This text is by Cedric Tai in his capacity and does not, necessarily, reflect the views of different infinite mile contributors, infinite mile co-founders, the author's employer and/or other author affiliations.
|The three best exhibitions of 2013 took place in artist-run spaces
And by "best exhibitions," I specifically mean the shows that I saw in person while in Detroit from August until January.1
So, sure, that throws some of my credibility out the window, but I'm going to work with what I got to see. I chose this title because it frames a discussion before any arguments have been made: that there's a correlation between quality shows and artists supporting artists. Another reason I chose this title is that I can take advantage of how information transfers and creates value (if people like the writing, the title spreads itself far and wide along social media feeds and deep as well, possibly embedding its ideology into people's CVs).
Did the title bring to mind a particular artist-run space and your relationship to it? Is it a positive connotation? Or, has the artist-run space become invisible or expected, something we take for granted?
When I decided I wanted to write about three local Detroit exhibitions, I will admit that I already knew that there would be something important that would connect them all, no matter how different they may be aesthetically or in their approach, and it would be something that would also reflect onto infinite mile. Rather than simply talk about the art scene at large, there are specific venues, exhibition spaces, outlets for opinions (including infinite mile), that are bringing people together to do something on a volunteer basis (for which they are not getting paid) in constant negotiation, while supposedly producing a space for non-market or non-trend centered discussions. Our own involvement demonstrates an investment in forming a collective network or forming parallel systems. On the other hand, amidst good intentions, a balancing act is required (usually learned the hard way) between doing things "for free" and the calculated risk it represents as an "opportunity." I think this is one of the factors that determines the sustainability of a project that is akin to Hakim Bey's description of the "temporary autonomous zone."2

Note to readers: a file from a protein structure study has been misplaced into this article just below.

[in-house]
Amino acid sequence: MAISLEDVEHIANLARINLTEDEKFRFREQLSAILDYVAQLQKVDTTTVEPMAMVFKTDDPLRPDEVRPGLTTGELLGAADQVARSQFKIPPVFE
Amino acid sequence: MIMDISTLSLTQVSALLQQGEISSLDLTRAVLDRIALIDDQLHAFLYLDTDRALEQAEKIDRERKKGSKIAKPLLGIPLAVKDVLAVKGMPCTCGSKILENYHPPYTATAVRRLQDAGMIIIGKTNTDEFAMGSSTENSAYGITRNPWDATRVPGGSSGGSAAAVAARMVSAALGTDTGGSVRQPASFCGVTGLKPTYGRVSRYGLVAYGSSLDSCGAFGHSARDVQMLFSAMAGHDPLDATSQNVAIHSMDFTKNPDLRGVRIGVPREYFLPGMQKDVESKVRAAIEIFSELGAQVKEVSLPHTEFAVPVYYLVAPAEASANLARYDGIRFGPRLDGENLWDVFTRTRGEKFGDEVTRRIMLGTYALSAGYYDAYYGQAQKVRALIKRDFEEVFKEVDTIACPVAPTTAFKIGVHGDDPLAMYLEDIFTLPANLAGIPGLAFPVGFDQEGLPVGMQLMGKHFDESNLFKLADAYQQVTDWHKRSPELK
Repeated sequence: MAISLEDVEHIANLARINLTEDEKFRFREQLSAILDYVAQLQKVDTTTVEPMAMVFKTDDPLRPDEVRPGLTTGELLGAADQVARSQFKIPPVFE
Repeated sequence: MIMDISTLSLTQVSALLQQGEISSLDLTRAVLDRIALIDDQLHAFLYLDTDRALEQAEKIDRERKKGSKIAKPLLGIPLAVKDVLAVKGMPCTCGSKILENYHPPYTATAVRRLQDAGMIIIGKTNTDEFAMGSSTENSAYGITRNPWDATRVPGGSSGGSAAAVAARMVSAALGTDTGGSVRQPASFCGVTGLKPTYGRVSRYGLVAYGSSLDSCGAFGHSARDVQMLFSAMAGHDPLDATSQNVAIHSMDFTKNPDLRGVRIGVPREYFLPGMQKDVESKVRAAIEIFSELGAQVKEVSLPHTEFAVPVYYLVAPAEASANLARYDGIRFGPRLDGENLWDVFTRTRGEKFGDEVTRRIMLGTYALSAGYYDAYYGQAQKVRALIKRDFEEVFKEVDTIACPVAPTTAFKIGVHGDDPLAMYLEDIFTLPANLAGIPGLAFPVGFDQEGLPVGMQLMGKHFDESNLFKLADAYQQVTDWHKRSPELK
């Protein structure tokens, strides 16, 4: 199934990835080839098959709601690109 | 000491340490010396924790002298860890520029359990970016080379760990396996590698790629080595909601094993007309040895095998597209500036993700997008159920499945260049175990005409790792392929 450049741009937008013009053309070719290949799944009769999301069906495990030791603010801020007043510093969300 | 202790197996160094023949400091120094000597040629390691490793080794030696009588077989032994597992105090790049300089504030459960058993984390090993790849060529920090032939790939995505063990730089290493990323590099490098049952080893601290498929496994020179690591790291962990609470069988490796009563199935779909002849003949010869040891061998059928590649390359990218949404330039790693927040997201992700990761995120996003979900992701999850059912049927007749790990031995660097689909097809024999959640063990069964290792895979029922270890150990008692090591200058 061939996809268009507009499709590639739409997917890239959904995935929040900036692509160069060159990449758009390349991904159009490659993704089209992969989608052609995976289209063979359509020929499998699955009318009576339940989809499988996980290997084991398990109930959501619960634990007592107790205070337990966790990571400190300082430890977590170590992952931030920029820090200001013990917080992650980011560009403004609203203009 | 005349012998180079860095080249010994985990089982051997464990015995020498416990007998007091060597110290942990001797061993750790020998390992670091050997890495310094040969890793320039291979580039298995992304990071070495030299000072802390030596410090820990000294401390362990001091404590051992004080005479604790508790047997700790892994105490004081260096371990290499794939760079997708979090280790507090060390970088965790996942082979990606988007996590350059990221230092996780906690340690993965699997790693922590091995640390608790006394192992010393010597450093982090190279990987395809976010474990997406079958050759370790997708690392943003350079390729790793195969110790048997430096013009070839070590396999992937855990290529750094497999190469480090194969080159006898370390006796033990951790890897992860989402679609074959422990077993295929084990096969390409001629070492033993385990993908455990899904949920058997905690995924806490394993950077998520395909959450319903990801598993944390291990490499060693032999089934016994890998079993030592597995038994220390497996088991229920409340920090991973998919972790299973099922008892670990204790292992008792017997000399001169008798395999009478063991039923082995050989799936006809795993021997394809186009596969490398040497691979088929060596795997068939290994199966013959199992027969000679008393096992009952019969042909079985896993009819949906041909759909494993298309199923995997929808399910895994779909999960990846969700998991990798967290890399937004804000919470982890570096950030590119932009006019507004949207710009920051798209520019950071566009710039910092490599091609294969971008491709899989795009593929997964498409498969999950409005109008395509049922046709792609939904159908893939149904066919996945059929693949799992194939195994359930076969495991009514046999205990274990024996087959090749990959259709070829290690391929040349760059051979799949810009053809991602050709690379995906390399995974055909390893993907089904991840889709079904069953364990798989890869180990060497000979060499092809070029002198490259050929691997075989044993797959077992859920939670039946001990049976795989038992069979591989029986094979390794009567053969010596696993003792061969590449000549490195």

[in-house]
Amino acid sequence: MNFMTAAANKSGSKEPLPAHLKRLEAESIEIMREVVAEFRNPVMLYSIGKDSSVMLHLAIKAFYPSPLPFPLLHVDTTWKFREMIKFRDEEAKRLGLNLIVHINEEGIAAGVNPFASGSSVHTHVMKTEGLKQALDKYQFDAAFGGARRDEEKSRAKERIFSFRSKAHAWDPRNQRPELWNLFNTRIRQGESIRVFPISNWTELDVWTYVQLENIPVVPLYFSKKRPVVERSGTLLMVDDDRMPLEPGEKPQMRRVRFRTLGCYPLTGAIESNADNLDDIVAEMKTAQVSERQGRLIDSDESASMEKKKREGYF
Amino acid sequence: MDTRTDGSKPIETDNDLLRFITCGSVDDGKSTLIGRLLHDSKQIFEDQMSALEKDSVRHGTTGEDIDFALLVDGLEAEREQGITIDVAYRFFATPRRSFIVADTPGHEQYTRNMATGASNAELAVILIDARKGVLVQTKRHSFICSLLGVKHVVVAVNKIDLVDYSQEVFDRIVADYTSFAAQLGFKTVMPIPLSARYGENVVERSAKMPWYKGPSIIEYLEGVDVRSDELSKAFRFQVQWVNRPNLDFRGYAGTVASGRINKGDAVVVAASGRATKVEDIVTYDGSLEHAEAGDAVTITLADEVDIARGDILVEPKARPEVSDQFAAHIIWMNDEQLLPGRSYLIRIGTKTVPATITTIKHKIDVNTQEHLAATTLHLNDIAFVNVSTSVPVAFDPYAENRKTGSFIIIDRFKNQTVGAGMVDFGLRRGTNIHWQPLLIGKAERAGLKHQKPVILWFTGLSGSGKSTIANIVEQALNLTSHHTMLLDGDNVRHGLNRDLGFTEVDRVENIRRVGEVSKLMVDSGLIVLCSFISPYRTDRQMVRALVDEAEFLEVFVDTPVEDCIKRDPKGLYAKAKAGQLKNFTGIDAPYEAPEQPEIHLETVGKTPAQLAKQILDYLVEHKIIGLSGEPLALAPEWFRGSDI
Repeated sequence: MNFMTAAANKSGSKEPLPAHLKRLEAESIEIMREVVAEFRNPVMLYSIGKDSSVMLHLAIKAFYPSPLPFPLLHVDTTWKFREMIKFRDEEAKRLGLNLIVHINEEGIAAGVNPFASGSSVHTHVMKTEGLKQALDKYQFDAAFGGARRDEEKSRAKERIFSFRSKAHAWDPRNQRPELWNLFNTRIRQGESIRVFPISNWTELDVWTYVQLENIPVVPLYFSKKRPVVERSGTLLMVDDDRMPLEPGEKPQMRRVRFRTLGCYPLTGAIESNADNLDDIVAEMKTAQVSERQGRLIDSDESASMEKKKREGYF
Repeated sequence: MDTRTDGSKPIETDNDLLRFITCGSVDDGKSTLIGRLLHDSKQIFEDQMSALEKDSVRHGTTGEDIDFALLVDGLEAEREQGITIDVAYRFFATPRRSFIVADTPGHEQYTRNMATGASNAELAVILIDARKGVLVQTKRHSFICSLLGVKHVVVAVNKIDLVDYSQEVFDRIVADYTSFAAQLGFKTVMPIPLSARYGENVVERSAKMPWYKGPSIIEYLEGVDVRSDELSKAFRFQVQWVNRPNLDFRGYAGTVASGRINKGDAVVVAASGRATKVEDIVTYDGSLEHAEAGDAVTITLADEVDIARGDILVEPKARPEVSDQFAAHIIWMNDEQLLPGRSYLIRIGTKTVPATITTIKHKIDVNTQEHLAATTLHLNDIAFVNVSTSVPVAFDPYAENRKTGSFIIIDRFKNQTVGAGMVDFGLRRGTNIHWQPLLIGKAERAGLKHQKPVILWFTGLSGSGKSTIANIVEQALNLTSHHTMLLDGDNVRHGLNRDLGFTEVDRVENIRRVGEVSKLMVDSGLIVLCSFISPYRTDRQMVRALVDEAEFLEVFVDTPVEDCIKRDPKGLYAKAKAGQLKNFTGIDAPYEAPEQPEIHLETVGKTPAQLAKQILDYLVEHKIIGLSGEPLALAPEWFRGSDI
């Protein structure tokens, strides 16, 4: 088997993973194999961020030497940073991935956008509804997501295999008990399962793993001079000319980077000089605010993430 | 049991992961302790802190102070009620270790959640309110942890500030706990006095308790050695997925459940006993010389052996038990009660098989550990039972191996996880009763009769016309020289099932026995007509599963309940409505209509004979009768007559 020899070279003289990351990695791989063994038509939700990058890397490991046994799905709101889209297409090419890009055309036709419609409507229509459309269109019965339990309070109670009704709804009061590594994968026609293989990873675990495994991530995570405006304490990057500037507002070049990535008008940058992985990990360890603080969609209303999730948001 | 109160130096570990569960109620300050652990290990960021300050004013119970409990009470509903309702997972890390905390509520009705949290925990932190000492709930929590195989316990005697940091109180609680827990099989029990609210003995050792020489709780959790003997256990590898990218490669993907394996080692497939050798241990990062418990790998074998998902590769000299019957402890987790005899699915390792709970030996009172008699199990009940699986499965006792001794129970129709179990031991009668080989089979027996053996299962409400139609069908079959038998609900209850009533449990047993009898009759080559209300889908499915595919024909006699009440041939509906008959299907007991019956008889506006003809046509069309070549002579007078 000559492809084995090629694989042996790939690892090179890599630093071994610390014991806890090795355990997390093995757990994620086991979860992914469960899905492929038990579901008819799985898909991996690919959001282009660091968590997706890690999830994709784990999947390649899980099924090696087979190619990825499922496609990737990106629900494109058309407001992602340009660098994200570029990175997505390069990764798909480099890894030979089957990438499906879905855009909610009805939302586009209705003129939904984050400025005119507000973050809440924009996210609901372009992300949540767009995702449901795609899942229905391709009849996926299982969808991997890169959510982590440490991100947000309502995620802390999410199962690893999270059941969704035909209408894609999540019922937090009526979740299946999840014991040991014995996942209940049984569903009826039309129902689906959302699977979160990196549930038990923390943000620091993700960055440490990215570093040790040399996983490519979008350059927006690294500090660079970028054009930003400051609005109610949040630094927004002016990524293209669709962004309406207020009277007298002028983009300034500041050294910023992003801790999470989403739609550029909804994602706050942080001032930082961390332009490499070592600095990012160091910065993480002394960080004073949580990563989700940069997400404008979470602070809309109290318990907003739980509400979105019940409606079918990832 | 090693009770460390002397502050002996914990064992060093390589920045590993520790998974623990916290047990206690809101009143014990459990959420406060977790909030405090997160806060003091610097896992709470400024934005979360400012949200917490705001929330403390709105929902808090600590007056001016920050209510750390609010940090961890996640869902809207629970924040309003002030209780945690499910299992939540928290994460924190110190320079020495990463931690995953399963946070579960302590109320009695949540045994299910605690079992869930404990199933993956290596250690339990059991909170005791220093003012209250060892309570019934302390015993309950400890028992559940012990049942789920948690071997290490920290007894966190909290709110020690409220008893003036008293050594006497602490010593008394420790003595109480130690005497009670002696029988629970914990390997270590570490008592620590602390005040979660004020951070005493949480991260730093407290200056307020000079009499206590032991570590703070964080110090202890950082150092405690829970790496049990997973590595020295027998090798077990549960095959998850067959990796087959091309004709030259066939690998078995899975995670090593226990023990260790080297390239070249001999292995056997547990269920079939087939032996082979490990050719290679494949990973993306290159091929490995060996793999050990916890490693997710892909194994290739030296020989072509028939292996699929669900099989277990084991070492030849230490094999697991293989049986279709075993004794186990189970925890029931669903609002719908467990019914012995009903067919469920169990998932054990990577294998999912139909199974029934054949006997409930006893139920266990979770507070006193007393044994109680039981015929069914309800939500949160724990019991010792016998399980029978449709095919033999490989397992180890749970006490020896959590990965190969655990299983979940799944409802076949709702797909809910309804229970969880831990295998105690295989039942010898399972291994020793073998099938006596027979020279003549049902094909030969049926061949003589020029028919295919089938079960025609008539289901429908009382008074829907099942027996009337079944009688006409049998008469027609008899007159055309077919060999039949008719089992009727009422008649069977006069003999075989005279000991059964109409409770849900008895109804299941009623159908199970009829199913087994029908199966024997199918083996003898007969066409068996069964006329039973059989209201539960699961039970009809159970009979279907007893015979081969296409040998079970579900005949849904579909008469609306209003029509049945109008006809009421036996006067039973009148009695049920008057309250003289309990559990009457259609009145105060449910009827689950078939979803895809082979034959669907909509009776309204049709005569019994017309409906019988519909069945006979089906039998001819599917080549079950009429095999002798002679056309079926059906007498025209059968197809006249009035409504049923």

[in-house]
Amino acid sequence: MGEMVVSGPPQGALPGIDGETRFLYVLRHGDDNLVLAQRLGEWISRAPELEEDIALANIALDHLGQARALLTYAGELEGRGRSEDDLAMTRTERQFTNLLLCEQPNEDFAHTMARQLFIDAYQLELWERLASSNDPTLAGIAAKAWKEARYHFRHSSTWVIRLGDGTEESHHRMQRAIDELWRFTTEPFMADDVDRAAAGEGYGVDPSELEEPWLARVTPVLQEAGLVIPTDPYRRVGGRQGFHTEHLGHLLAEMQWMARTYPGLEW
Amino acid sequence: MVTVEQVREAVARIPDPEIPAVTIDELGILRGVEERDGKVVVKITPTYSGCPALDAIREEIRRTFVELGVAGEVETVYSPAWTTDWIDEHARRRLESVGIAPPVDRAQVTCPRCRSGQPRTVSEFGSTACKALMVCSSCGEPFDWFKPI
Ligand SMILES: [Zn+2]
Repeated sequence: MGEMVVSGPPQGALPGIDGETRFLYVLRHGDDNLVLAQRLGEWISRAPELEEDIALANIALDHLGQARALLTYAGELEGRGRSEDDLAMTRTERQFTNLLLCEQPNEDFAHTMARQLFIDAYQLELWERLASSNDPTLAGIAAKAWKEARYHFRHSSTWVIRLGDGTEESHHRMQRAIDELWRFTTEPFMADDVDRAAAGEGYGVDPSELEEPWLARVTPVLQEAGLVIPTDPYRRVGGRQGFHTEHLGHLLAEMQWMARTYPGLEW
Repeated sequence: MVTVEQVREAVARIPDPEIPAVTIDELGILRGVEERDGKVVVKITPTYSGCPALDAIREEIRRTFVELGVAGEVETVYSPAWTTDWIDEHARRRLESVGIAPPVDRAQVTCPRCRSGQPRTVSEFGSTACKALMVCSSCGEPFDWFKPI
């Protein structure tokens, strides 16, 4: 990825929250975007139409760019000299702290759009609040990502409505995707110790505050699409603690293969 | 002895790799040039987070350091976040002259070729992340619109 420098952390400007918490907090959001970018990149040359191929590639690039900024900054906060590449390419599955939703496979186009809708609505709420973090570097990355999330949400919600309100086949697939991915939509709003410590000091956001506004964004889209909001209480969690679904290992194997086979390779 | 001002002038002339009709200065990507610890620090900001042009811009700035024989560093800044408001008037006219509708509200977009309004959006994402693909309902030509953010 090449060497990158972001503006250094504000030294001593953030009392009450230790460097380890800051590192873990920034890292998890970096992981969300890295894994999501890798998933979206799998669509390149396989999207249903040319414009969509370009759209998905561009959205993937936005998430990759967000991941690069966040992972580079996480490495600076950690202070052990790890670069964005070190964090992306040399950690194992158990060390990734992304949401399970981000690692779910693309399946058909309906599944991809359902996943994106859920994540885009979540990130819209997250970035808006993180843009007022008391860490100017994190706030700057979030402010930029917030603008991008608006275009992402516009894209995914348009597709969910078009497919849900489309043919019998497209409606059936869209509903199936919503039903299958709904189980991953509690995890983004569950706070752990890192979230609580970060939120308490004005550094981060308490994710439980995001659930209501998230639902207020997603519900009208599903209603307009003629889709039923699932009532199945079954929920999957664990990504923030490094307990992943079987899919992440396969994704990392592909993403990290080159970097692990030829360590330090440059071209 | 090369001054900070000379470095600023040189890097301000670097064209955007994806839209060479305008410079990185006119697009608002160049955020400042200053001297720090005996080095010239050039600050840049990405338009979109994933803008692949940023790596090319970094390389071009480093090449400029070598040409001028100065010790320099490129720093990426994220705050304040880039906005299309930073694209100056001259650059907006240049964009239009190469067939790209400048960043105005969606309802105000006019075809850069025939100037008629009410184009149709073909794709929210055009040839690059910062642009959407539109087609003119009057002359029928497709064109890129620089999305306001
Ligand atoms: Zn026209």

Here's an incomplete list of local, artist-run spaces that are not about to be highlighted, but are nonetheless important to name as spaces to see contemporary art in Detroit: Butter Projects, Library Street Collective, Museum of New Art, North End Studios, Paul Kotula Projects, Popps Packing, Public Pool, Re:View Contemporary and Wake.
And, in the same number and incompleteness, here is a list of defunct, artist-run spaces that were at one time real "must-see" spaces for contemporary art: Detroit Industrial Projects, Johanson Charles, ORG Gallery, Primary Space, Revolution Gallery, The Lot, This Week in Art at Motor City Brewing Works and Willis Gallery.
Highlighting artist-run spaces in another post-industrial city, veteran Glaswegian painter Merlin James published an article called "Artist-Run Glasgow" (James, Merlin. “Artist-Run in Glasgow.” http://www.artinamericamagazine.com/news-features/news/artist-run-glasgow/). His article features many young artists and spaces in the city. It is interesting to note that he decides to contextualize all this new activity within the history of the rise of Glasgow's art scene to perhaps show how embedded this foundation is in the past, present and future of any city's art scene. Artist-run spaces are proving one of the most accessible (or accepted?) forms of communal practices towards art-career sustainability while unions and co-ops are not necessarily on the rise. Although it would be hard to substantiate this statement, it would seem, at the moment, that most of the connections that Detroit artists make with other cities are taking place between artist-run spaces rather than through channels that already deal on international levels such as residencies, museums or other public or state funded institutions.